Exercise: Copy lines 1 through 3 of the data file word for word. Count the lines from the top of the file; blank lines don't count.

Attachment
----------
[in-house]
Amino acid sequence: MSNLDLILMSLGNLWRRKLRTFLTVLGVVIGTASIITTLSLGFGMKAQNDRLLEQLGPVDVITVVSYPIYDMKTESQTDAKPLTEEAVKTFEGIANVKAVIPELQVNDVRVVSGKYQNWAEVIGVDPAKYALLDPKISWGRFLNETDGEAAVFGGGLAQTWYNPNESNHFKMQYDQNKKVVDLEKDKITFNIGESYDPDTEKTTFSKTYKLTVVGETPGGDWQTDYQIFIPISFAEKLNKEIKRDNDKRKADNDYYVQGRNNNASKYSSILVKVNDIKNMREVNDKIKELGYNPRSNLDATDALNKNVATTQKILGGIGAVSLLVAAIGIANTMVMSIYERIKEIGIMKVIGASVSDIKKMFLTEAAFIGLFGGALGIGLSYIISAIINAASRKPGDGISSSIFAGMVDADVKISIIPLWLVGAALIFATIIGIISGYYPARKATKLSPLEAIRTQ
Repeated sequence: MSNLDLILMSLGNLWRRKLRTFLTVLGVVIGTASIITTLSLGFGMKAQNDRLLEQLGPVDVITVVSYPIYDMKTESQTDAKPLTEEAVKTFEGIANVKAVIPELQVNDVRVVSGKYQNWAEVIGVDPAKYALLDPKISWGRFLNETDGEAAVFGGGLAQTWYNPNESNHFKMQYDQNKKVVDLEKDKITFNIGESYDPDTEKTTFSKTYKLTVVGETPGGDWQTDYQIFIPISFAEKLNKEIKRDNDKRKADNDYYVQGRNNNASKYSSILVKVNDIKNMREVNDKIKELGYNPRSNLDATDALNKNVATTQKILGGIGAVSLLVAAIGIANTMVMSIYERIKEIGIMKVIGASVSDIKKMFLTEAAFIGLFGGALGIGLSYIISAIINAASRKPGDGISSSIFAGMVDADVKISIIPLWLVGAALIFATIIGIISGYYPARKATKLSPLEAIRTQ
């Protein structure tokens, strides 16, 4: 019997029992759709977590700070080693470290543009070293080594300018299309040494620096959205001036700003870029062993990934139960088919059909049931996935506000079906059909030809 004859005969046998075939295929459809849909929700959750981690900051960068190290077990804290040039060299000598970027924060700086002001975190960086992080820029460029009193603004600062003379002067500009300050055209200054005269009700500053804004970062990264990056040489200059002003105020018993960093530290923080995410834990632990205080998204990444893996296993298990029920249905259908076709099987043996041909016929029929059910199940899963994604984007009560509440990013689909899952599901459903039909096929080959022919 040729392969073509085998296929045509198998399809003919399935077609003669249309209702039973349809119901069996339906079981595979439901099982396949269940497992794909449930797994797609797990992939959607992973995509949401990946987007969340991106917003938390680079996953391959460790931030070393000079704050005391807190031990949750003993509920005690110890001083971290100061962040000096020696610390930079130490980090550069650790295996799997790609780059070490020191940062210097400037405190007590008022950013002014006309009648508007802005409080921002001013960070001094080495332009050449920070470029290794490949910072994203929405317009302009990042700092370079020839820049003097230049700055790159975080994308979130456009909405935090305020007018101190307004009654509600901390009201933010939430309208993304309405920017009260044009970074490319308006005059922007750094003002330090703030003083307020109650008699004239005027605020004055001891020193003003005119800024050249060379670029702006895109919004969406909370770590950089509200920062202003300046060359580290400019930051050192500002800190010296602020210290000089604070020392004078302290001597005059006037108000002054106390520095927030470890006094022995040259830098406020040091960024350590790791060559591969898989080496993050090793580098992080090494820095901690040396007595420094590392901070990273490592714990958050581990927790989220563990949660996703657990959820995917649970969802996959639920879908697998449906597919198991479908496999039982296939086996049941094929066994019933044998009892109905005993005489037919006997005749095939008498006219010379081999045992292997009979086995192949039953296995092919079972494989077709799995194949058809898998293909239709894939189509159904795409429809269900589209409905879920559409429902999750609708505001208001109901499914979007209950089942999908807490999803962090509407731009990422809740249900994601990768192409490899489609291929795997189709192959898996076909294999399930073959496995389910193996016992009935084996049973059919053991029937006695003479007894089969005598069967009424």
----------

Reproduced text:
[in-house]
Amino acid sequence: MSNLDLILMSLGNLWRRKLRTFLTVLGVVIGTASIITTLSLGFGMKAQNDRLLEQLGPVDVITVVSYPIYDMKTESQTDAKPLTEEAVKTFEGIANVKAVIPELQVNDVRVVSGKYQNWAEVIGVDPAKYALLDPKISWGRFLNETDGEAAVFGGGLAQTWYNPNESNHFKMQYDQNKKVVDLEKDKITFNIGESYDPDTEKTTFSKTYKLTVVGETPGGDWQTDYQIFIPISFAEKLNKEIKRDNDKRKADNDYYVQGRNNNASKYSSILVKVNDIKNMREVNDKIKELGYNPRSNLDATDALNKNVATTQKILGGIGAVSLLVAAIGIANTMVMSIYERIKEIGIMKVIGASVSDIKKMFLTEAAFIGLFGGALGIGLSYIISAIINAASRKPGDGISSSIFAGMVDADVKISIIPLWLVGAALIFATIIGIISGYYPARKATKLSPLEAIRTQ
Repeated sequence: MSNLDLILMSLGNLWRRKLRTFLTVLGVVIGTASIITTLSLGFGMKAQNDRLLEQLGPVDVITVVSYPIYDMKTESQTDAKPLTEEAVKTFEGIANVKAVIPELQVNDVRVVSGKYQNWAEVIGVDPAKYALLDPKISWGRFLNETDGEAAVFGGGLAQTWYNPNESNHFKMQYDQNKKVVDLEKDKITFNIGESYDPDTEKTTFSKTYKLTVVGETPGGDWQTDYQIFIPISFAEKLNKEIKRDNDKRKADNDYYVQGRNNNASKYSSILVKVNDIKNMREVNDKIKELGYNPRSNLDATDALNKNVATTQKILGGIGAVSLLVAAIGIANTMVMSIYERIKEIGIMKVIGASVSDIKKMFLTEAAFIGLFGGALGIGLSYIISAIINAASRKPGDGISSSIFAGMVDADVKISIIPLWLVGAALIFATIIGIISGYYPARKATKLSPLEAIRTQ